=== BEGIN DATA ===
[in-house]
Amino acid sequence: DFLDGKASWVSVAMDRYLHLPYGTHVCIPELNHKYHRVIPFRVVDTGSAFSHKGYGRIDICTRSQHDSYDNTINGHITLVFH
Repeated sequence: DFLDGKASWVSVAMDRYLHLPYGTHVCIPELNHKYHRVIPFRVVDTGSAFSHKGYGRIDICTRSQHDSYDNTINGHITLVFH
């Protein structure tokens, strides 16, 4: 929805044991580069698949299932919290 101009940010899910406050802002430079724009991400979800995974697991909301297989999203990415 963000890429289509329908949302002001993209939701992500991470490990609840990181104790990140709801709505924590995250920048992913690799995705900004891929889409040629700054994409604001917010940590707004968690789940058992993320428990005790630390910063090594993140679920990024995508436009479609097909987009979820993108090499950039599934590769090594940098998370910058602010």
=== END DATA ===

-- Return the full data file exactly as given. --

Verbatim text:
[in-house]
Amino acid sequence: DFLDGKASWVSVAMDRYLHLPYGTHVCIPELNHKYHRVIPFRVVDTGSAFSHKGYGRIDICTRSQHDSYDNTINGHITLVFH
Repeated sequence: DFLDGKASWVSVAMDRYLHLPYGTHVCIPELNHKYHRVIPFRVVDTGSAFSHKGYGRIDICTRSQHDSYDNTINGHITLVFH
């Protein structure tokens, strides 16, 4: 929805044991580069698949299932919290 101009940010899910406050802002430079724009991400979800995974697991909301297989999203990415 963000890429289509329908949302002001993209939701992500991470490990609840990181104790990140709801709505924590995250920048992913690799995705900004891929889409040629700054994409604001917010940590707004968690789940058992993320428990005790630390910063090594993140679920990024995508436009479609097909987009979820993108090499950039599934590769090594940098998370910058602010």